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The notion of the adult heart as terminally differentiated organ without self-renewal potential has been undermined by the existence of a subpopulation of replicating myocytes in normal and pathological states. The origin and significance of these cells has remained obscure for lack of a proper biological context. We report the existence of Lin(-)(More)
Cardiac myocytes have been traditionally regarded as terminally differentiated cells that adapt to increased work and compensate for disease exclusively through hypertrophy. However, in the past few years, compelling evidence has accumulated suggesting that the heart has regenerative potential. Recent studies have even surmised the existence of resident(More)
Myocardial infarction leads to loss of tissue and impairment of cardiac performance. The remaining myocytes are unable to reconstitute the necrotic tissue, and the post-infarcted heart deteriorates with time. Injury to a target organ is sensed by distant stem cells, which migrate to the site of damage and undergo alternate stem cell differentiation; these(More)
Cardiac failure is a frequent cause of death in the aging human population. Telomere attrition occurs with age, and is proposed to be causal for the aging process. To determine whether telomere shortening leads to a cardiac phenotype, we studied heart function in the telomerase knockout mouse, Terc-/-. We studied Terc-/- mice at the second, G2, and fifth,(More)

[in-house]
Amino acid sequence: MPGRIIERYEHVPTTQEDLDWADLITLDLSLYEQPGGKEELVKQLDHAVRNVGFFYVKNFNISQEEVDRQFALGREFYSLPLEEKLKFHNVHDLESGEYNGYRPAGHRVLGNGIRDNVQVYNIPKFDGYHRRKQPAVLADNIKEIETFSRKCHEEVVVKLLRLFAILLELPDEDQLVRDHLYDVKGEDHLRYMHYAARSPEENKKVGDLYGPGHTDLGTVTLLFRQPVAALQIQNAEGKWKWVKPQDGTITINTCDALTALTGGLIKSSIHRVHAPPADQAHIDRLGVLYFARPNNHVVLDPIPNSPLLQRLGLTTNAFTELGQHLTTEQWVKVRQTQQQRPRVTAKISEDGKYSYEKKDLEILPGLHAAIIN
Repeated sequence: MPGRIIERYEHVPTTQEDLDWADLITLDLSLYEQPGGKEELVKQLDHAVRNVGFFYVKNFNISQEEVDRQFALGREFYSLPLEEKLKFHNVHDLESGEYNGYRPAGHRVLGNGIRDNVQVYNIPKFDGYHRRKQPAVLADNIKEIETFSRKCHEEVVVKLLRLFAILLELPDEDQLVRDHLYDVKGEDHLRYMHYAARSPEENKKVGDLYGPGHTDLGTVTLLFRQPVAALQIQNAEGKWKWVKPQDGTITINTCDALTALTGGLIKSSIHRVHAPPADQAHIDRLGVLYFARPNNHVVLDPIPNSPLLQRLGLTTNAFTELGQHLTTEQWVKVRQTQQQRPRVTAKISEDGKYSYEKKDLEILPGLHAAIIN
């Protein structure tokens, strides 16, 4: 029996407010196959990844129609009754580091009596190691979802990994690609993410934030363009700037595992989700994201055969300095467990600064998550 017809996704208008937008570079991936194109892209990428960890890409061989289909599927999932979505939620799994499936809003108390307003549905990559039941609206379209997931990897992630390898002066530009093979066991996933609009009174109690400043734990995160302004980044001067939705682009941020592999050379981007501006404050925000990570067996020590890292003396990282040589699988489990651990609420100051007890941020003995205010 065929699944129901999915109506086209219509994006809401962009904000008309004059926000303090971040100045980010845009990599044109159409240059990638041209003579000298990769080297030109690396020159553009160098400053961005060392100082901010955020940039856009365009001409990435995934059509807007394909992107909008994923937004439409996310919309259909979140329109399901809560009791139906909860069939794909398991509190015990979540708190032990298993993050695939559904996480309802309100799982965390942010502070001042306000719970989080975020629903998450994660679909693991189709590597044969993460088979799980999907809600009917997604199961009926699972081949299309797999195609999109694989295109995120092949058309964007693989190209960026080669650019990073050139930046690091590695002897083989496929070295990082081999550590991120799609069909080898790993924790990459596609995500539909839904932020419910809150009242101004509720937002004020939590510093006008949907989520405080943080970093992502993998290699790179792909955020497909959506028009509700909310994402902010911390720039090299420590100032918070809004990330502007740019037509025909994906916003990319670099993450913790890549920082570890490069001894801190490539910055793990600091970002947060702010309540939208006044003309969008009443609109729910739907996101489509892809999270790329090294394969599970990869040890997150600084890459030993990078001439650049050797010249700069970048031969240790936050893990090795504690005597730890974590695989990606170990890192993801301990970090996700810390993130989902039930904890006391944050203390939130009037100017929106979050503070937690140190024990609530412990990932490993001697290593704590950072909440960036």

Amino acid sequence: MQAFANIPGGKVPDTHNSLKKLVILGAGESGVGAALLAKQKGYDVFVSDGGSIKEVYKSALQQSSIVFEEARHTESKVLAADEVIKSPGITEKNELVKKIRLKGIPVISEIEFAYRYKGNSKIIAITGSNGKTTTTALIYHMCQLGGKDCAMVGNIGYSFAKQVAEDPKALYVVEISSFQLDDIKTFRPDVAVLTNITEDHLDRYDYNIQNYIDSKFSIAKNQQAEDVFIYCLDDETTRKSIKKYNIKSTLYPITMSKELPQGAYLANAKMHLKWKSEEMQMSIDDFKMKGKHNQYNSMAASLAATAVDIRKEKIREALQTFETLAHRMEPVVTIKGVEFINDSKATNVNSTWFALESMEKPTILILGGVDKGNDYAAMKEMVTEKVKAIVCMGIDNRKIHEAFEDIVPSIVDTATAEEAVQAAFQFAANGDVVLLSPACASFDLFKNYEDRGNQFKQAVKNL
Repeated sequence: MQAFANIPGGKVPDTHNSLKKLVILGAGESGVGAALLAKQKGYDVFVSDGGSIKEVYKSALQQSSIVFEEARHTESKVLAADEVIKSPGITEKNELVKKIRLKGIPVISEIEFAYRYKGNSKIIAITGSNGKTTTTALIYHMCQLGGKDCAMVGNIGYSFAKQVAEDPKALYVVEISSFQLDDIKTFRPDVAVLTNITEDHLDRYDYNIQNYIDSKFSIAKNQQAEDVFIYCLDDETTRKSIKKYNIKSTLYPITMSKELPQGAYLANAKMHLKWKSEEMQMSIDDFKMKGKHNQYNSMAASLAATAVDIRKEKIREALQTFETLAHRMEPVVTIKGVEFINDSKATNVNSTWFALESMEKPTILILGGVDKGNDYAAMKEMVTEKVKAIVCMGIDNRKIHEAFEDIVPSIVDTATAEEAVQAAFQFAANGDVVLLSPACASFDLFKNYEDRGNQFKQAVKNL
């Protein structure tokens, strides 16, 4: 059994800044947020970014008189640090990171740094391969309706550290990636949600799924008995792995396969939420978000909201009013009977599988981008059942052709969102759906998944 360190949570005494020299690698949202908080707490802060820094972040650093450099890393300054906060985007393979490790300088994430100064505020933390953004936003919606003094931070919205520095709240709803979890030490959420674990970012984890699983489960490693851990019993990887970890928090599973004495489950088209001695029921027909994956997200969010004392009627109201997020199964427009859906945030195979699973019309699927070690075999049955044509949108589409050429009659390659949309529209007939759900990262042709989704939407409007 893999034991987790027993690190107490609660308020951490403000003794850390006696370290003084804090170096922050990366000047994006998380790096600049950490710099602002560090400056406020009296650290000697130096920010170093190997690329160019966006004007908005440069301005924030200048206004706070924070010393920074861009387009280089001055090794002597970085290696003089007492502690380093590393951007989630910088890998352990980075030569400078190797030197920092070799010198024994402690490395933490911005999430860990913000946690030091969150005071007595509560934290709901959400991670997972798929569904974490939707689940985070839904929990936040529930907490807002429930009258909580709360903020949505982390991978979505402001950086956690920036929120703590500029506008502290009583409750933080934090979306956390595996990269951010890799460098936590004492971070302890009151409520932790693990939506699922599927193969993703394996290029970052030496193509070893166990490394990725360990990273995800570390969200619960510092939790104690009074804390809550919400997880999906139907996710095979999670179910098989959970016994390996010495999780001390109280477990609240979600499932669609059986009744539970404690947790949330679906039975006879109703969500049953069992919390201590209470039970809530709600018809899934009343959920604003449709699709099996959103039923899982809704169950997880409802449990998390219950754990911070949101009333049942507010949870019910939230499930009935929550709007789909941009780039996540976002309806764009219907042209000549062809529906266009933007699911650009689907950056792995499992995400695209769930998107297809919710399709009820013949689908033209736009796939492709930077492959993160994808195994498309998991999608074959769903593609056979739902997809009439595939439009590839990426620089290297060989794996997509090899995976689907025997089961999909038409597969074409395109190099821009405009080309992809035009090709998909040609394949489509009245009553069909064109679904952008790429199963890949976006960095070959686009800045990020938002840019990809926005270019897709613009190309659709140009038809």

Attempts to repair myocardial infarcts by transplanting cardiomyocytes or skeletal myoblasts have failed to reconstitute healthy myocardium and coronary vessels integrated structurally and functionally with the remaining viable portion of the ventricular wall. The recently discovered growth and transdifferentiation potential of primitive bone marrow cells(More)
Heart disease is the leading cause of death in the United States for both men and women. Nearly 50% of all cardiovascular deaths result from coronary artery disease. Occlusion of the left coronary artery leads to ischemia, infarction, necrosis of the affected myocardial tissue followed by scar formation and loss of function. Although myocytes in the(More)
Cardiac stem cells and early committed cells (CSCs-ECCs) express c-Met and insulin-like growth factor-1 (IGF-1) receptors and synthesize and secrete the corresponding ligands, hepatocyte growth factor (HGF) and IGF-1. HGF mobilizes CSCs-ECCs and IGF-1 promotes their survival and proliferation. Therefore, HGF and IGF-1 were injected in the hearts of(More)
BACKGROUND Despite widespread clinical use as a prognostic marker in ischemic heart disorders, the actual pathogenetic role of the short pentraxin, C-reactive protein, has not undergone stringent genetic testing because of evolutionary divergence between mouse and humans. The long pentraxin PTX3 is conserved in evolution, is expressed in the heart under(More)
Occlusion of the anterior descending left coronary artery leads to ischemia, infarction, and loss of function in the left ventricle. We have studied the repair of infarcted myocardium in mice using highly enriched stem/progenitor cells from adult bone marrow. The left coronary artery was ligated and 5 hours later Lin- c-kit+ bone marrow cells obtained from(More)
The cytokine erythropoietin (EPO) protects the heart from ischemic injury, in part by preventing apoptosis. However, EPO administration can also raise the hemoglobin concentration, which, by increasing oxygen delivery, confounds assignment of cause and effect. The availability of EPO analogs that do not bind to the dimeric EPO receptor and lack(More)